The only difference tonight is the Flyers are playing head-to-head against a team in front of them in the chase.
 
The Islanders absolutely feel they're in this thing even after losing to the Bruins this week. So if they think like that, why not the Flyers?
 
"Obviously a team that is in the race with us," said Flyers captain Claude Giroux. "But, in general, we know we pretty much have to win every game. Our focus is on the Islanders. The big picture is not a picture we like to see.
 
"But at the end of the day, we have to worry about the New York Islanders. It's the only thing we can control now. We can't control future games or other teams."
 
There was genuine euphoria after the Flyers' comeback, 3-2 shootout win over Ottawa on Tuesday. Some of that excitement was immediately tempered when the players realized Boston had won as well.
 
Yet there is a noticeable difference in the Flyers dressing room right now. Guys are looser and more relaxed after three wins in their last four games.
 
"We keep doing what we keep doing," coach Dave Hakstol said. "Guys keep showing up. We're playing hard for each other and taking care of business. We've been real focused on doing that, day after day and night after night."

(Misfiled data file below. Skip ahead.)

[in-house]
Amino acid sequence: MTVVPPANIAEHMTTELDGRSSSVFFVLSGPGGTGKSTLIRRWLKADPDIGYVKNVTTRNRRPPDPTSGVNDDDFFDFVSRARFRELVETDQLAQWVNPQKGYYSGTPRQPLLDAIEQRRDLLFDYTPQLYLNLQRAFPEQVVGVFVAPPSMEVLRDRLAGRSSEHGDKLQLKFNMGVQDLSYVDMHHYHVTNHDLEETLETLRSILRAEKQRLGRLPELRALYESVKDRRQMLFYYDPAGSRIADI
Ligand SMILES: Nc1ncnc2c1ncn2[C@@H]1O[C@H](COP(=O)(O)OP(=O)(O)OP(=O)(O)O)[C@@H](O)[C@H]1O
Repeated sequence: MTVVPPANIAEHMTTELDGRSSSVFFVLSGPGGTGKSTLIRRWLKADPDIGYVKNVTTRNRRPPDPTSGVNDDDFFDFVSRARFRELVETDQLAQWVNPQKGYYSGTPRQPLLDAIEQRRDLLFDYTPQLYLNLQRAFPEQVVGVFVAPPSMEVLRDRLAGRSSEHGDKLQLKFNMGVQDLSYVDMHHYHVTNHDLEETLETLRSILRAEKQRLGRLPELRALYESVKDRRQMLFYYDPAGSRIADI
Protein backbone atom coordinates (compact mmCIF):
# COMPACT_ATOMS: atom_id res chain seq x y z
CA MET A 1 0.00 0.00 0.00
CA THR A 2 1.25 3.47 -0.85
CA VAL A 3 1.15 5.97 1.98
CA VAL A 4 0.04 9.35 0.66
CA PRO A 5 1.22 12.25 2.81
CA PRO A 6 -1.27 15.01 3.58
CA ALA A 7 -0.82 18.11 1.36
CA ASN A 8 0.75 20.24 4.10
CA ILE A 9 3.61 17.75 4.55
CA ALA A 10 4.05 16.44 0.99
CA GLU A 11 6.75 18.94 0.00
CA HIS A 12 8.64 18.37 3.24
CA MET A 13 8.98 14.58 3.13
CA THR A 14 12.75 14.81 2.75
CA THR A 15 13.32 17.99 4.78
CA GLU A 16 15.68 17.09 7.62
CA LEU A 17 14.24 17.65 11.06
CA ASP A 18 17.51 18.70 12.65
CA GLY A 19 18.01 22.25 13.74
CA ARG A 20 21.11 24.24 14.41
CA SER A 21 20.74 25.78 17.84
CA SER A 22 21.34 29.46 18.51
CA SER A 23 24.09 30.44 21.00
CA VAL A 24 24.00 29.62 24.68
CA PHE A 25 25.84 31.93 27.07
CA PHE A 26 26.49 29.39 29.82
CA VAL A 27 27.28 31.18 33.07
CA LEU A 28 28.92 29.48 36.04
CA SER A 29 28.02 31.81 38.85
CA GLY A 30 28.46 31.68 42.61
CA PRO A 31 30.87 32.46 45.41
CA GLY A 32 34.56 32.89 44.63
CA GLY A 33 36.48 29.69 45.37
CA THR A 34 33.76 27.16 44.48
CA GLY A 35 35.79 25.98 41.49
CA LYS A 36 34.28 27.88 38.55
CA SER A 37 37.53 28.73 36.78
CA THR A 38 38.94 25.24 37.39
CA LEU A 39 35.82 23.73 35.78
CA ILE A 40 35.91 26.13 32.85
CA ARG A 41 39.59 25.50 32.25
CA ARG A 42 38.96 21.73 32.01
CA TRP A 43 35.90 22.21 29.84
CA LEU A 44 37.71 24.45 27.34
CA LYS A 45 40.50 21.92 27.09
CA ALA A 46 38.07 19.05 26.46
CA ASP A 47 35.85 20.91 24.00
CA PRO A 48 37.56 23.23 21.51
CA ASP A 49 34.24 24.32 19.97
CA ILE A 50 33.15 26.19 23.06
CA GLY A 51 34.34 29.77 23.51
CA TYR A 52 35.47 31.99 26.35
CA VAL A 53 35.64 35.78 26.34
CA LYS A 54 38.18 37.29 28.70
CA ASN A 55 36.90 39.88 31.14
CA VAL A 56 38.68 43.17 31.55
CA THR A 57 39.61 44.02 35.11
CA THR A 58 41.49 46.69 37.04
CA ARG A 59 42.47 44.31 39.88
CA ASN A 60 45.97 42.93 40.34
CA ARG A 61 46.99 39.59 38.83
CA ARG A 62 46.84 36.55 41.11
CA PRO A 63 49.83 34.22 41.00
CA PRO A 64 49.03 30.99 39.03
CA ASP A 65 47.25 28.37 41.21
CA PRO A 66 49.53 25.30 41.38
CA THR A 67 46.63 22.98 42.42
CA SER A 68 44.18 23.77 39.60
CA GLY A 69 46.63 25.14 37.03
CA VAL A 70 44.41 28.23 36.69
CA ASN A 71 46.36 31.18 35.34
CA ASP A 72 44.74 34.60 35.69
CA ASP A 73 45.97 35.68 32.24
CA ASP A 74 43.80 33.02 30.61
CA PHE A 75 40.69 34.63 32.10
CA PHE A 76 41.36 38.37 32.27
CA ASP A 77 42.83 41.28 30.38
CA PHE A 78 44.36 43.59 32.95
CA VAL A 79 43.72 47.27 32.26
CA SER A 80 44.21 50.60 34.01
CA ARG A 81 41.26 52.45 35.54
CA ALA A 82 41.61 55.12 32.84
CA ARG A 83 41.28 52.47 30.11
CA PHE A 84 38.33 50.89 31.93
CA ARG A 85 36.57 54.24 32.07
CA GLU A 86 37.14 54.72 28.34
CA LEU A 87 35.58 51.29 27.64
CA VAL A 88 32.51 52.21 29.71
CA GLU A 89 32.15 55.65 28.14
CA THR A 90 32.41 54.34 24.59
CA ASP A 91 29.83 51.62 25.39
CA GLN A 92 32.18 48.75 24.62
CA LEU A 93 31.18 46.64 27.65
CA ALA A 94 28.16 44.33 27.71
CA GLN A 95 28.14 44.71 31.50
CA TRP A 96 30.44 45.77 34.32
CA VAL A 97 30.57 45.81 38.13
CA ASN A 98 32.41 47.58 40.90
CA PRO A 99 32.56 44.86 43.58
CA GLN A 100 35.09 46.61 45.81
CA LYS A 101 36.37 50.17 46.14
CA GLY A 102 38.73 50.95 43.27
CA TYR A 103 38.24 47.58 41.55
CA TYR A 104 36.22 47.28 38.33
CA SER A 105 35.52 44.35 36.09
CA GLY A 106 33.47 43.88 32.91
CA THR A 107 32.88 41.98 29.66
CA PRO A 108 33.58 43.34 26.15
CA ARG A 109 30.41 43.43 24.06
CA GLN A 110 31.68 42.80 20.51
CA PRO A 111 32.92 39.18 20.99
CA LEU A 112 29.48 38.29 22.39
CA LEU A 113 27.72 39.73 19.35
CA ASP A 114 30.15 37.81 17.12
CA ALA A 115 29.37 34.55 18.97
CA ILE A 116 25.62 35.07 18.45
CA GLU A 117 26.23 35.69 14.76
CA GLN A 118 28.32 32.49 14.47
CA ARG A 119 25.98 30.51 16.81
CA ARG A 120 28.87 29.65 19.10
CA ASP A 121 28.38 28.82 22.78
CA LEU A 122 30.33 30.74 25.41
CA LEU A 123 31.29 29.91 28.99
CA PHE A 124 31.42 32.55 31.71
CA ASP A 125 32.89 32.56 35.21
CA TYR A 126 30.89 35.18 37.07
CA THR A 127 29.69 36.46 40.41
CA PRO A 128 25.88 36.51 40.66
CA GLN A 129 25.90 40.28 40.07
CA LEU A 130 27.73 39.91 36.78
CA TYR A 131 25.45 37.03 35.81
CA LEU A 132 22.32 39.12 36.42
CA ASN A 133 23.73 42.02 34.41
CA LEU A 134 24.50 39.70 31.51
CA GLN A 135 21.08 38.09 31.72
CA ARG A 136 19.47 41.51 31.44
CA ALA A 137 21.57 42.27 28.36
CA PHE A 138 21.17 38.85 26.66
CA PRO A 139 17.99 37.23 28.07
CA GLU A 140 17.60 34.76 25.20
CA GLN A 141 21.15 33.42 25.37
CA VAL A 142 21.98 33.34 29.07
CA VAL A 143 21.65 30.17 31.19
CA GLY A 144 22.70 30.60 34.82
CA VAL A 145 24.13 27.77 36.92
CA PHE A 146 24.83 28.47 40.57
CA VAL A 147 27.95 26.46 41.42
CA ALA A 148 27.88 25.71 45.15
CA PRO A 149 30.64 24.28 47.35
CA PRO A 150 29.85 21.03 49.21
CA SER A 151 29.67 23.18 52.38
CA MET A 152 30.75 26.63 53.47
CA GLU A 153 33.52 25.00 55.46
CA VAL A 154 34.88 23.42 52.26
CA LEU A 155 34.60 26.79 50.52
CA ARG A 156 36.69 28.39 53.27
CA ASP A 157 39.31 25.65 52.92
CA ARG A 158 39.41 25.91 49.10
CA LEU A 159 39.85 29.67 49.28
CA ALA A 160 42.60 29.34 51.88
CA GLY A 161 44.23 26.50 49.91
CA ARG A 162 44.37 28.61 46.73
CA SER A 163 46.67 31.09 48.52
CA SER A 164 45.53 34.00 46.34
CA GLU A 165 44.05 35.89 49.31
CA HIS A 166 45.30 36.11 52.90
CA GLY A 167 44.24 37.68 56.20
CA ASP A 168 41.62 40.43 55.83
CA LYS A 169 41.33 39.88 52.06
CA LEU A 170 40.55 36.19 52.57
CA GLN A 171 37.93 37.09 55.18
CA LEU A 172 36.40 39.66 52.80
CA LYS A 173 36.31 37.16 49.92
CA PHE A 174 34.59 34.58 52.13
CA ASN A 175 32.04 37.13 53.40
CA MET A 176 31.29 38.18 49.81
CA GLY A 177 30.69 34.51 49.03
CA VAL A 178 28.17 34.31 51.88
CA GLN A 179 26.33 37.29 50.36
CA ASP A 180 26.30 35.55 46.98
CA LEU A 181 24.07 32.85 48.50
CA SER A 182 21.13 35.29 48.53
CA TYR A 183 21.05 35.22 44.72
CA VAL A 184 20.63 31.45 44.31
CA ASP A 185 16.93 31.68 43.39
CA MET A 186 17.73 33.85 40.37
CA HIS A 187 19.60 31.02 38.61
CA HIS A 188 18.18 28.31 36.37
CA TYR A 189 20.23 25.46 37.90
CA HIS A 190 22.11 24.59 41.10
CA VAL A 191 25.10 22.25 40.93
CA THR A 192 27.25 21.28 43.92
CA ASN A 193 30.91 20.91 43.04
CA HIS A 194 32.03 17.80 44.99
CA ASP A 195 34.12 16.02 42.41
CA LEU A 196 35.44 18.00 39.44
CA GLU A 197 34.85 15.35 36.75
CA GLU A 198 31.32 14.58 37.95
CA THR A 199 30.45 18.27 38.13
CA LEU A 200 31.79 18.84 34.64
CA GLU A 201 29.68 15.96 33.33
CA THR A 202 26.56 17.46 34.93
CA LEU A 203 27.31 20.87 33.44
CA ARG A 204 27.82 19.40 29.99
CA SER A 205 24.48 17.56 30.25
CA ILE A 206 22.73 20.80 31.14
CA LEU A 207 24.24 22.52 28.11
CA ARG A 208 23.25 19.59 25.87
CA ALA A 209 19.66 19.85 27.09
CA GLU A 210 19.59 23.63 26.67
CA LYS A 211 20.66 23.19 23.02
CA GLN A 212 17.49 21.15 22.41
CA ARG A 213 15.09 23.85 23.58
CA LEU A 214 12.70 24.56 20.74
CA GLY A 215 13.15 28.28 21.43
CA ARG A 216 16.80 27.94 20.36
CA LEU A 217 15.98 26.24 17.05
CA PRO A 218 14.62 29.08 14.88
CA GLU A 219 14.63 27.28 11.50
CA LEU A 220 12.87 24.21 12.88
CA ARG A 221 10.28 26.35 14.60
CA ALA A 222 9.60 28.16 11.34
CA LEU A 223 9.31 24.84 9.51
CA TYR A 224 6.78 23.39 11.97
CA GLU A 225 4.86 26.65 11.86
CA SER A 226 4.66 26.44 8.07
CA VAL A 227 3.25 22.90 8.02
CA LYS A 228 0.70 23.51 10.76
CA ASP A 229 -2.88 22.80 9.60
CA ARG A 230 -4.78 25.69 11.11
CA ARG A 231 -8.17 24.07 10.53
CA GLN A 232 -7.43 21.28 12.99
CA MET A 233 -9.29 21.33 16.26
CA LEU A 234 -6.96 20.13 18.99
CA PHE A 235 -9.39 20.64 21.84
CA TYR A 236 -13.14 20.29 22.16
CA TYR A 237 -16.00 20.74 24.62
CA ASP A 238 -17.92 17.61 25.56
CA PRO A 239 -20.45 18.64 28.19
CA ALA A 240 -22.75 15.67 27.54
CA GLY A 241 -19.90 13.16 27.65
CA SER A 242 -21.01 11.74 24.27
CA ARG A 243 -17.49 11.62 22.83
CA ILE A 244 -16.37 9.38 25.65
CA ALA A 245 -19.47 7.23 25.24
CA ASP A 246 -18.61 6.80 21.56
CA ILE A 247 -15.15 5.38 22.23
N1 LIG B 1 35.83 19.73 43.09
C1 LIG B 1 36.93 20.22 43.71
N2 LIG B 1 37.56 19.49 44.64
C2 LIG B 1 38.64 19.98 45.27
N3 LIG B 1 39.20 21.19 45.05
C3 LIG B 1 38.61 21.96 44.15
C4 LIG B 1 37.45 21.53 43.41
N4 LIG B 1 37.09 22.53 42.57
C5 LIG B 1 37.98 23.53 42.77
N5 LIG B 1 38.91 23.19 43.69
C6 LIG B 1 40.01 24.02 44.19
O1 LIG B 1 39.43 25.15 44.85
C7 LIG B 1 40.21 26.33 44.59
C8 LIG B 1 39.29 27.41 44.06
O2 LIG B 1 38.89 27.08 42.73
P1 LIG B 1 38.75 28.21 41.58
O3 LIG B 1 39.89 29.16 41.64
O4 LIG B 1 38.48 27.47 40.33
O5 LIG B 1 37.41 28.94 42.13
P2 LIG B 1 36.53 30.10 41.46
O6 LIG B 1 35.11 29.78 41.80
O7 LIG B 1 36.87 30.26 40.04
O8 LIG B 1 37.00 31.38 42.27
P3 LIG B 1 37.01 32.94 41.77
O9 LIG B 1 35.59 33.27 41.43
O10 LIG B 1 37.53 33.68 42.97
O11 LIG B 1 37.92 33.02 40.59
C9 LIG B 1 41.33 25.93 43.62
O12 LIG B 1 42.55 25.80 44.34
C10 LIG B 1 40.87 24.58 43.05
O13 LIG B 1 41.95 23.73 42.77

Several players said this week that the games right now are "fun" to play, despite the obvious pressure to gain a playoff spot that is virtually impossible to attain at this point because the numbers overwhelmingly favor clubs ahead of the Flyers.
 
Have games become "fun" because the players are resigned that it's out of their hands and they are now content to allow the chips to fall where they may be?
 
"No, I'll be honest, I think we are seeing some results," Hakstol said. "When you play hard and don't get results it's not fun. But we've continued to play hard and are getting some of the results right now.
 
"We all know the reality of our situation and don't have to revisit it day-in, day-out. We know that for us the most important thing is take care of our own business. That's the single-minded focus of our group right now.
 
"Come to the rink, playing hard together and winning becomes fun. We got to just turn the page, come out and play hard again."
 
Among those Flyers who believe the impossible is doable is defenseman Shayne Gostisbehere.
 
"Our motto is ‘Never die,'" Gostisbehere said. "We know what's against us here. We're just taking it game by game and we're just trying to win every game.
 
"I think you can tell it's a little looser in this locker room, but we’re still going out there putting our best foot forward and trying to win games."
 
The Flyers are 2-1 against the Isles this season.
 
Lineup:
 
F: Read-Giroux-Voracek
Weal-Filppula-Simmonds
Weise-Couturier-Schenn
Vandevelde-Bellemare-Konecny
 
D: Provorov-MacDonald
Del Zotto-Gostisbehere
Manning-Gudas
 
G: Mason; Neuvirth